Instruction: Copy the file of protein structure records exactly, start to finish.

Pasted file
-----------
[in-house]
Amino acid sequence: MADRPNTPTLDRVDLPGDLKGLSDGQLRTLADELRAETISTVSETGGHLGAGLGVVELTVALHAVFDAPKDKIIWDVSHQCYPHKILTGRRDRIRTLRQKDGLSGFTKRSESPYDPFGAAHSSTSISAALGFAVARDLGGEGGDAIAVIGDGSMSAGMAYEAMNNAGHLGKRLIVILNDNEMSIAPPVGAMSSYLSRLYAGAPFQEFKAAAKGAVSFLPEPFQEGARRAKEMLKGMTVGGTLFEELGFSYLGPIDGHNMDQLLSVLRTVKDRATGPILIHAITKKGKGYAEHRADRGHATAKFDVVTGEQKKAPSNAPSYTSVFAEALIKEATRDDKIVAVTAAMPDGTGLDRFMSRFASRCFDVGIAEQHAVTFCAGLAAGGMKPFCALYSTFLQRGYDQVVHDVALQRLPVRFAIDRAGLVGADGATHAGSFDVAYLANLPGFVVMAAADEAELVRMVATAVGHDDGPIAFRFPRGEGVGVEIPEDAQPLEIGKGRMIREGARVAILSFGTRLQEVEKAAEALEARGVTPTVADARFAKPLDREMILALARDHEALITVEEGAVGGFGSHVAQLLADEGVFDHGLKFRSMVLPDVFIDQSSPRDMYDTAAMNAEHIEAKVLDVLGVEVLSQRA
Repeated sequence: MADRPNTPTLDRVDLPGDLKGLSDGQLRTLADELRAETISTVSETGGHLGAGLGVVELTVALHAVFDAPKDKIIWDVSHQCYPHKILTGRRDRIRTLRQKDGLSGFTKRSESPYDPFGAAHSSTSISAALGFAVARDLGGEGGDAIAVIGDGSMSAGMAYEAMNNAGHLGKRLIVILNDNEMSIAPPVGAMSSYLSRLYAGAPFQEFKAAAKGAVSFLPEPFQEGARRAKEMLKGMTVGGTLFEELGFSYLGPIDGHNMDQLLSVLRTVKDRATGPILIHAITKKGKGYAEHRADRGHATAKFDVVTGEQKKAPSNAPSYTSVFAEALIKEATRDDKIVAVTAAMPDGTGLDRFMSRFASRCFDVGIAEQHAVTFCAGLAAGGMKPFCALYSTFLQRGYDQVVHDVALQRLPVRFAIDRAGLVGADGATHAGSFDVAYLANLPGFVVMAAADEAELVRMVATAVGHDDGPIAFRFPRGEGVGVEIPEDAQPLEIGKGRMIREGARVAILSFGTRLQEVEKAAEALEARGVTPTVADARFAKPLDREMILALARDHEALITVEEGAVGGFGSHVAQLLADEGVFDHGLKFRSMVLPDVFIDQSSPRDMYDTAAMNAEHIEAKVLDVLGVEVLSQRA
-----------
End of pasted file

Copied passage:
[in-house]
Amino acid sequence: MADRPNTPTLDRVDLPGDLKGLSDGQLRTLADELRAETISTVSETGGHLGAGLGVVELTVALHAVFDAPKDKIIWDVSHQCYPHKILTGRRDRIRTLRQKDGLSGFTKRSESPYDPFGAAHSSTSISAALGFAVARDLGGEGGDAIAVIGDGSMSAGMAYEAMNNAGHLGKRLIVILNDNEMSIAPPVGAMSSYLSRLYAGAPFQEFKAAAKGAVSFLPEPFQEGARRAKEMLKGMTVGGTLFEELGFSYLGPIDGHNMDQLLSVLRTVKDRATGPILIHAITKKGKGYAEHRADRGHATAKFDVVTGEQKKAPSNAPSYTSVFAEALIKEATRDDKIVAVTAAMPDGTGLDRFMSRFASRCFDVGIAEQHAVTFCAGLAAGGMKPFCALYSTFLQRGYDQVVHDVALQRLPVRFAIDRAGLVGADGATHAGSFDVAYLANLPGFVVMAAADEAELVRMVATAVGHDDGPIAFRFPRGEGVGVEIPEDAQPLEIGKGRMIREGARVAILSFGTRLQEVEKAAEALEARGVTPTVADARFAKPLDREMILALARDHEALITVEEGAVGGFGSHVAQLLADEGVFDHGLKFRSMVLPDVFIDQSSPRDMYDTAAMNAEHIEAKVLDVLGVEVLSQRA
Repeated sequence: MADRPNTPTLDRVDLPGDLKGLSDGQLRTLADELRAETISTVSETGGHLGAGLGVVELTVALHAVFDAPKDKIIWDVSHQCYPHKILTGRRDRIRTLRQKDGLSGFTKRSESPYDPFGAAHSSTSISAALGFAVARDLGGEGGDAIAVIGDGSMSAGMAYEAMNNAGHLGKRLIVILNDNEMSIAPPVGAMSSYLSRLYAGAPFQEFKAAAKGAVSFLPEPFQEGARRAKEMLKGMTVGGTLFEELGFSYLGPIDGHNMDQLLSVLRTVKDRATGPILIHAITKKGKGYAEHRADRGHATAKFDVVTGEQKKAPSNAPSYTSVFAEALIKEATRDDKIVAVTAAMPDGTGLDRFMSRFASRCFDVGIAEQHAVTFCAGLAAGGMKPFCALYSTFLQRGYDQVVHDVALQRLPVRFAIDRAGLVGADGATHAGSFDVAYLANLPGFVVMAAADEAELVRMVATAVGHDDGPIAFRFPRGEGVGVEIPEDAQPLEIGKGRMIREGARVAILSFGTRLQEVEKAAEALEARGVTPTVADARFAKPLDREMILALARDHEALITVEEGAVGGFGSHVAQLLADEGVFDHGLKFRSMVLPDVFIDQSSPRDMYDTAAMNAEHIEAKVLDVLGVEVLSQRA